Along these same lines, Saimon repeatedly states that many of the Sugyot (topics) in the Talmud do not seem to be susceptible to extracting great ideas from them. It has long been my view that instead of teaching a particular Masechet (tractate,) or for that matter, book of TaNaCh (bible) or Machshava (Jewish thought,) from beginning to end—there seems never to be enough time within the school year to complete an entire book unless one rushes through—perhaps one could leave a longer- lasting impression upon one’s students if the teacher would choose from the “get-go” only those topics and subject matter which lend themselves most readily to great ideas that per force can inform a student’s life in a significant manner. (See my essay “A New and Potent Curriculum for the Jewish Day School”  I suppose that this broaches upon the “Sinai—Oker Harim” debate (“Sinai”—the individual who knows a great deal about many things; “Oker Harim”—the one who has sophisticated analytic skills but has not been exposed to all that much variety of materials), but I maintain that if we are concerned about encouraging as many students as we can to live lives devoted to Tora and Mitzvot even well-beyond graduation, we have to think somewhat “outside the box.”

Third, the author notes that often Aggadic sections in the Talmud provide much more room for speculation concerning the major spiritual issues that beset the student than the portions devoted to Halacha. I recall on numerous occasions when my teachers would skip the Aggada, because they felt that there was not “enough” to say about it. In light of my previous comments, it seems to me that such a strategy would constitute an egregious mistake, at least for the type of students for whom humanistic ideas are important at this stage of their lives. While I am not advocating devoting a Talmud class entirely to Aggada, as in so many things that are pertinent to the Talmud, and particularly when teaching a heterogenous class, balance is important. Giving Aggada short shrift might result in “turning off” students who otherwise might have remained “in the Parasha.”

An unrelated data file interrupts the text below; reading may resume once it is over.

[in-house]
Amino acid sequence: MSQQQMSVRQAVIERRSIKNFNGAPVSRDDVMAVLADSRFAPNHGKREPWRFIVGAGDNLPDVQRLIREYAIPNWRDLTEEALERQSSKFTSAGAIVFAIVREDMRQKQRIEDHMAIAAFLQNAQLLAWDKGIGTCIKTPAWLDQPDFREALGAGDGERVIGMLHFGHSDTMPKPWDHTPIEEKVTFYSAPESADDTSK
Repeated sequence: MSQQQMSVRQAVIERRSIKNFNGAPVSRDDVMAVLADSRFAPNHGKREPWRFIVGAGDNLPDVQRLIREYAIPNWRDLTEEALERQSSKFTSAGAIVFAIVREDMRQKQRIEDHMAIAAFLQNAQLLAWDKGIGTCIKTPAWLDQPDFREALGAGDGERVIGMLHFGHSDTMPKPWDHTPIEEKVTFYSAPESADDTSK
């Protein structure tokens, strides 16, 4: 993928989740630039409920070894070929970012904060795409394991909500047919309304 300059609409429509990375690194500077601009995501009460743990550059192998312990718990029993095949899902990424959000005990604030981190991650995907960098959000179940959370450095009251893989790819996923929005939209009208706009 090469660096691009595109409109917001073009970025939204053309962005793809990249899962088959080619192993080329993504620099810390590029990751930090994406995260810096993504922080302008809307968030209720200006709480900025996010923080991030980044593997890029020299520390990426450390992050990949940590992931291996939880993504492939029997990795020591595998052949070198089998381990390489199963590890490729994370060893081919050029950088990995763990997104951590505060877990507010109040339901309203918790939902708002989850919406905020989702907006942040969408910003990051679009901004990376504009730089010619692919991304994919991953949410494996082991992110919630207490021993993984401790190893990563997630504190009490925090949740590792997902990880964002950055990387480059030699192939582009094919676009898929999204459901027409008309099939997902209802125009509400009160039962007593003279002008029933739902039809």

Fourth, Saimon describes how responsa literature, while paralleling secular case law, often contains so much more on a spiritual plane. Furthermore, he devotes an entire chapter entitled “State of Halakha and Halakha of State.” I recall many years ago that R. Moshe Tendler advocated studying responsa in day schools that dealt with life in the land of Israel in order to keep Israeli life an important dimension of students’ thoughts, even as the Halakhic matters would also then be discussed and explored. Particularly now that Mishpat Ivri (Jewish law that is proposed to be incorporated within the Israeli legal system) has become so much greater and more relevant an issue, it would appear that this would be a particularly good time to launch such an initiative in day schools and synagogues.

I think that every educator involved in presenting Jewish studies to their students would very much benefit from reading Chaim Saimon’s Halakhaand adapting at least some of his ideas to their classroom presentations.